Much has been said about the 90hz screen refresh. Regular screens refresh at a paltry 60hz. But not the Pixel. What it does is deliver incredibly smooth graphics when playing games or when scrolling through photos. To preserve battery (which, it desperately needs) the Pixel 4 switches between both refresh rates depending on what is on your screen. It’s a weird brag especially when the ordinary user won’t notice the difference. The tech enthusiasts will, but this review is not for enthusiasts. It’s like saying someone won an award for the best dentist. No one cares, except for dentists.
The camera features of the new Pixel reads like a very long list of technical jargon made for absolutely no one to understand. What you do need to know is that it will be tough to take a bad picture with this camera. The controls are finer in this iteration, giving users the ability to control overall and shadow brightness before the photo is taken. Are you taking pictures at night? No problem. Want a creamy bokeh that’s highly accurate? Not a problem either. Is your picture subject too far? Go ahead and zoom in. It still comes out crystal clear.
There is that new Astrophotography function that can capture high-quality images of the night sky, including (according to Google) stars, planets, and even galaxies. But that’s hard to test in Singapore where light pollution seeps every which way we look. So here are some sample shots provided by Google.
Here’s a link to some of the best power banks sold on Lazada. And here’s some from Shopee. Why you might ask, am I providing this information? Because that tiny 2800mah battery has never lasted me a full day’s worth of juice. This is a twice-a-day-charge type of phone. The disappointing battery life is mostly attributed to all that fancy tech that powers the device—a radar that is always scanning so that it senses when you’re nearby, Ambient EQ that’s responding to lighting conditions in real-time, Google Assistant that’s poised to listen out for your ‘Hello Google’ command, a 90hz refresh screen. It’s hard to use this phone AND enjoy the spanking new and futuristic functions it offers. The battery life is a no from me.
On paper, Motion Sense seems like such a huge step forward in the technological advancements of mobile phones. But in reality, skipping tracks or silencing your alarm with a wave seems at best, redundant and at worse, a huge gimmick. The technology here feels as infantile as on-screen fingerprint sensors were back in 2017. So, not to dismiss Google’s efforts at advancement, but I reckon Motion Sense is still in that early stage where it toes the fine line between a marketing shtick and practical usability.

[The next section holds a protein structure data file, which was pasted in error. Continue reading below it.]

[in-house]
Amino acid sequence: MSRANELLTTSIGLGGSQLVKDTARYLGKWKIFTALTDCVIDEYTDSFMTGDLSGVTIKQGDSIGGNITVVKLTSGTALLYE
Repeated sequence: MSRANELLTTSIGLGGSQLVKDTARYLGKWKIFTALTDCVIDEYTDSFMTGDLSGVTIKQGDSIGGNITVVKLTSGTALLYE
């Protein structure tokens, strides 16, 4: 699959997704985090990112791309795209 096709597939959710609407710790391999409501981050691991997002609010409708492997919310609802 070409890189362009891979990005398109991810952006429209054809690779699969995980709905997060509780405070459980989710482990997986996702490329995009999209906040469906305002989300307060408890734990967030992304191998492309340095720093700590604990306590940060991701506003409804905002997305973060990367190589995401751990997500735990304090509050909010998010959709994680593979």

That recorder app is a gift that I shall not refuse. It records the audio AND transcribes it in real life—with extreme accuracy. It detects pauses and fills it in with punctuation. It identifies music. It detects non-voice elements like applause. And best of all, it works offline. Students will love this during a lecture. Content creators will love it during interviews. An aspiring author will use it for capturing ideas. The app even has a search function that brings you to the precise point in the audio where the word is mentioned. Say goodbye to endless scrubbing. Everyone I’ve shown this app to are left in awe. This is the future that I relish, especially when it makes my job that much easier. I mean, have you tried transcribing a thirty-minute interview?
This phone will be fantastic for my mother simply because of the face unlock feature. My father will love this for the camera that can do no wrong. I would get it for the Recorder app (though I have found the apk and installed it on my Note 9). It’s tough for me to recommend the Pixel 4 wholeheartedly. They’ve taken away the unlimited storage for photos in original quality—now you have to pay for that storage under their Google One program. They’ve reduced the battery size from the Pixel 3 which was at 2915 mah. They’ve removed the USB C earbuds that used to come with the Pixel 3 and 3 XL. They’ve even removed the USB C to 3.5 mm audio jack adapter. Perhaps I’ll buy one to keep around the house and experience Android the way Google intended. But to make it my main daily driver, sorry, but no. I’ll stick to my Note 9, s’il vous plaît.
Pixel 4: $1,119 (64 GB), $1,319 (128 GB)
Pixel 4XL: $1,269 (64 GB) and $1,469 (128 GB)
Available in Just Black, Clearly White, and the limited edition Oh So Orange